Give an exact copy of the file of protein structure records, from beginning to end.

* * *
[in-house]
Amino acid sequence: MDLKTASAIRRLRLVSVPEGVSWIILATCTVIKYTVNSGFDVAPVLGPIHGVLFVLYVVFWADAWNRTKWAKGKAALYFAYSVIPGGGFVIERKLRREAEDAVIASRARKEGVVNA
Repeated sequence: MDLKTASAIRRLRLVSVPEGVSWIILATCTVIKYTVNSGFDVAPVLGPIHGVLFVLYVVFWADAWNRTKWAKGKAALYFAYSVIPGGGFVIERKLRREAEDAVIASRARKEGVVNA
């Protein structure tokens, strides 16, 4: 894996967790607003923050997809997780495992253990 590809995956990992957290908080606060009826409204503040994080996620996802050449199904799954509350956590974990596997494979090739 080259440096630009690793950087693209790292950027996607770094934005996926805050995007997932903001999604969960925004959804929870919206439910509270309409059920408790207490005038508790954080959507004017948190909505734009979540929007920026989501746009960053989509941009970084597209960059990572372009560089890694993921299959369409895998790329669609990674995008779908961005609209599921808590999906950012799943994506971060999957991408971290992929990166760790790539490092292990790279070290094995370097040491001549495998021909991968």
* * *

[in-house]
Amino acid sequence: MDLKTASAIRRLRLVSVPEGVSWIILATCTVIKYTVNSGFDVAPVLGPIHGVLFVLYVVFWADAWNRTKWAKGKAALYFAYSVIPGGGFVIERKLRREAEDAVIASRARKEGVVNA
Repeated sequence: MDLKTASAIRRLRLVSVPEGVSWIILATCTVIKYTVNSGFDVAPVLGPIHGVLFVLYVVFWADAWNRTKWAKGKAALYFAYSVIPGGGFVIERKLRREAEDAVIASRARKEGVVNA
């Protein structure tokens, strides 16, 4: 894996967790607003923050997809997780495992253990 590809995956990992957290908080606060009826409204503040994080996620996802050449199904799954509350956590974990596997494979090739 080259440096630009690793950087693209790292950027996607770094934005996926805050995007997932903001999604969960925004959804929870919206439910509270309409059920408790207490005038508790954080959507004017948190909505734009979540929007920026989501746009960053989509941009970084597209960059990572372009560089890694993921299959369409895998790329669609990674995008779908961005609209599921808590999906950012799943994506971060999957991408971290992929990166760790790539490092292990790279070290094995370097040491001549495998021909991968």